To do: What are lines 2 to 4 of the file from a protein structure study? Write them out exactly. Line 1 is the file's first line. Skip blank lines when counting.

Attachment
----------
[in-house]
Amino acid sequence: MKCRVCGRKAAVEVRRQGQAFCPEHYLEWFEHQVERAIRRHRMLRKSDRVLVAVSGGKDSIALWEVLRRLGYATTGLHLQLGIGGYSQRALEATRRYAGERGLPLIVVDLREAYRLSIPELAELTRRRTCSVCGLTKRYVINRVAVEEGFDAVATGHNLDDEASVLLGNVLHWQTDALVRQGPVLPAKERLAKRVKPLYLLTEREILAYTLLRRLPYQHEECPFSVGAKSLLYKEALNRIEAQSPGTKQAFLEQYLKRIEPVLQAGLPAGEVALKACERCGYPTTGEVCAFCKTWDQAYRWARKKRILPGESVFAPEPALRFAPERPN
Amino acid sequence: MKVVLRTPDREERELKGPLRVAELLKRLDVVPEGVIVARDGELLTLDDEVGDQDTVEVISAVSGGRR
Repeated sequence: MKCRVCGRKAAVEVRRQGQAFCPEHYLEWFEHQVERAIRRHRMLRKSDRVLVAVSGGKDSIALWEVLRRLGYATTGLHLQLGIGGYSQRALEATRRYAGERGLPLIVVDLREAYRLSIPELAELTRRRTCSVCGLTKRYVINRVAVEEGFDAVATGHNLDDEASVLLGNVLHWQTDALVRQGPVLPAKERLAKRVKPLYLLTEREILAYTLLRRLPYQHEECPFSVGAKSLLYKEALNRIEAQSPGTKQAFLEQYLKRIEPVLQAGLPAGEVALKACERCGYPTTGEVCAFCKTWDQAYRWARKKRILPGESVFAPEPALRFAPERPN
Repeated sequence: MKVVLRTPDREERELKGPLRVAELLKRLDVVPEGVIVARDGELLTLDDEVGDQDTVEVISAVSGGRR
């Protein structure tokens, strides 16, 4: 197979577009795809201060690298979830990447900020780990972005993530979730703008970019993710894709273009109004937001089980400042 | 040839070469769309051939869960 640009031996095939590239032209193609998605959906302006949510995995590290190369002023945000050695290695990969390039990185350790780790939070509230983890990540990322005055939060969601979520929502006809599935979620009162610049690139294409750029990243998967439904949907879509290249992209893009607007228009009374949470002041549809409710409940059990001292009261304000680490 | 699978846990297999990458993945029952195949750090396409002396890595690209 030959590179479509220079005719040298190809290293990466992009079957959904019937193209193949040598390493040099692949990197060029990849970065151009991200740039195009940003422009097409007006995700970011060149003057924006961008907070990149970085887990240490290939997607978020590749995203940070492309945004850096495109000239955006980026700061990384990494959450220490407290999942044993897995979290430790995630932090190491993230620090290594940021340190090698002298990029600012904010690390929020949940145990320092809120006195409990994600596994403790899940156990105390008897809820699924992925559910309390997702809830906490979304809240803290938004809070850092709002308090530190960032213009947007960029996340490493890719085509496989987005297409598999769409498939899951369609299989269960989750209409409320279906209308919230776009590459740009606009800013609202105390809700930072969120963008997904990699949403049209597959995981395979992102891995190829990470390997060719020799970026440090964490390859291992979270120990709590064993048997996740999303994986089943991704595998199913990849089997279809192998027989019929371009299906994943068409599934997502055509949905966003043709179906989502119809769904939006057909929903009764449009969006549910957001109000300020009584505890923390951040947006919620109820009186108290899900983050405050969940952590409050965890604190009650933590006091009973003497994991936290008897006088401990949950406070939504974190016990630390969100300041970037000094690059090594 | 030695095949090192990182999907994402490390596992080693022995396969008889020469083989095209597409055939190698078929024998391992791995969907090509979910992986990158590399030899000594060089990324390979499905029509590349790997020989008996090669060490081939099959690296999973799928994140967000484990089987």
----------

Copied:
Amino acid sequence: MKCRVCGRKAAVEVRRQGQAFCPEHYLEWFEHQVERAIRRHRMLRKSDRVLVAVSGGKDSIALWEVLRRLGYATTGLHLQLGIGGYSQRALEATRRYAGERGLPLIVVDLREAYRLSIPELAELTRRRTCSVCGLTKRYVINRVAVEEGFDAVATGHNLDDEASVLLGNVLHWQTDALVRQGPVLPAKERLAKRVKPLYLLTEREILAYTLLRRLPYQHEECPFSVGAKSLLYKEALNRIEAQSPGTKQAFLEQYLKRIEPVLQAGLPAGEVALKACERCGYPTTGEVCAFCKTWDQAYRWARKKRILPGESVFAPEPALRFAPERPN
Amino acid sequence: MKVVLRTPDREERELKGPLRVAELLKRLDVVPEGVIVARDGELLTLDDEVGDQDTVEVISAVSGGRR
Repeated sequence: MKCRVCGRKAAVEVRRQGQAFCPEHYLEWFEHQVERAIRRHRMLRKSDRVLVAVSGGKDSIALWEVLRRLGYATTGLHLQLGIGGYSQRALEATRRYAGERGLPLIVVDLREAYRLSIPELAELTRRRTCSVCGLTKRYVINRVAVEEGFDAVATGHNLDDEASVLLGNVLHWQTDALVRQGPVLPAKERLAKRVKPLYLLTEREILAYTLLRRLPYQHEECPFSVGAKSLLYKEALNRIEAQSPGTKQAFLEQYLKRIEPVLQAGLPAGEVALKACERCGYPTTGEVCAFCKTWDQAYRWARKKRILPGESVFAPEPALRFAPERPN